No matter who your audience is for a prevailing wage case, two particular concerns exist which cannot be forgotten. One, do not bore your fact finder. Two, make sure your evidence will come into evidence.

Exhibits in prevailing wage trials must include a myriad of data about errant or correct payrolls depending on whom you represent. The employee’s paystubs must be marked as exhibits. It is also likely certified payroll records will have to be introduced. The employee’s time sheets will be necessary. Large printouts, recaps, and cumulative totals of hours worked along with rates and craft classifications are written records the fact finder must see. If handwritten time keeping records exist they must be exhibits. All of this means a whole lot of paper, a whole lot of numbers that must be added, and not necessarily the most exciting material for a judicial fact finder or jury. This type of evidence has a high likelihood to be overly charted, or charted in an objectionable manner leading to inadmissibility in superior court.

Although business records are an exception to the hearsay rule under California Evidence Code Section 1271, they are neither automatically authentic nor accurate. Attempting to authenticate payroll data from a computerized time keeping system is not always a walk in the park. The person seeking to authenticate the process needs to have been employed at the time the records were created. Later human resource personnel are not knowledgeable of what happened earlier in time, and may not have any knowledge whether or how the electronic time keeping system can be overridden. Certified payrolls certified by somebody no longer at the company are also problematic for the employer if the certifier is not present in court to verify they conducted due diligence in certifying the records. Plaintiffs encounter problems by assuming merely because a record was produced in a document demand it is admissible and accurate. If agreements as to authenticity cannot be made, or should not be made because the information is not trustworthy, care must be given to how the piles of records establishing the prevailing wage issues can be admitted.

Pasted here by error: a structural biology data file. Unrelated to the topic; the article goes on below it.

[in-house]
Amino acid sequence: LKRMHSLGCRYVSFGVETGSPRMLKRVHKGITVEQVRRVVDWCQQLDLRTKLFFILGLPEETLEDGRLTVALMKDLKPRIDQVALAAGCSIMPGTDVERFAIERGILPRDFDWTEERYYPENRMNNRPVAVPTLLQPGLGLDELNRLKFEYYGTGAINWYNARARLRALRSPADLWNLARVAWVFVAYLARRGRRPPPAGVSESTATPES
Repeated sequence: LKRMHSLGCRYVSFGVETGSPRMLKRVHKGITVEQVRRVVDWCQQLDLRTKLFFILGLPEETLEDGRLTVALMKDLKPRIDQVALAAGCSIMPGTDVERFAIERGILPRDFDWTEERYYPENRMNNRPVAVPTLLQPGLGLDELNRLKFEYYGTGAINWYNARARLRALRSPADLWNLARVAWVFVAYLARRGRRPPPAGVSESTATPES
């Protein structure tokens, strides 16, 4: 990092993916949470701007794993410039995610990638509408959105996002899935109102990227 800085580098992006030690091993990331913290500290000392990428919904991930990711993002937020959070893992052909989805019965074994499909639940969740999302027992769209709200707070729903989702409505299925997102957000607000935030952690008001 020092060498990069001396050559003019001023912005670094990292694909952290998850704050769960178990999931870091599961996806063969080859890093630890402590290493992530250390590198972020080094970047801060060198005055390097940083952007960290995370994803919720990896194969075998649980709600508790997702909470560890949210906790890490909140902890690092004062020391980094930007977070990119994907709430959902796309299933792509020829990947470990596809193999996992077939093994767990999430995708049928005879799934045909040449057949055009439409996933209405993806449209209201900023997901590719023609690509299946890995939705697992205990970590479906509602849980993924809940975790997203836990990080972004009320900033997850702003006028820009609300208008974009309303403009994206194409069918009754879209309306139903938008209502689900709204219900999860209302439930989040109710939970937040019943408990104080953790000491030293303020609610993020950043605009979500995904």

Some lawyers believe they can solve the entire paper mess involved in a wage and hour case by hiring an expert to come up with a spiffy chart. If the expert is not able to point back to the morass of documents the charts were based on, at least a lay jury is likely to believe the charts are a lot of hype without support.

Inevitably an expert is needed to review the record keeping documents and pay records. The expert should have an actual financial background. A CPA is best although some lawyers might use economists. An economist’s job is not routinely to make various spreadsheets to analyze potential paystub errors and compute whether the correct wage was paid. A CPA has special skills in creating financial spreadsheets. They have particular training and experience in payrolls and financial audits. Particular skills, training, and experience outside the realm of common experience is what expert testimony is about under California Evidence Code Section 801. Economists who are not CPAs do not necessarily have auditing experience. CPAs do not have statistical experience. Statistical knowledge and experience is required in class actions. Choosing the right expert is important.

It is particularly ill advised to have an attorney or any person without special training in payroll, accounting methods, numeric charts, or a math background attempt to serve as an expert for the purpose of exposing the prevailing wage errors or sanctifying the employer’s practices. This author has had direct experience with arbitrators and judges estopping persons without these backgrounds from being qualified as experts whom can make the calculations and charts necessary. Even if the expert is not wholly estopped from testifying, be ready for extensive cross-examination about the expert’s lack of background in payroll, accounting methods, numeric charts, and mathematics.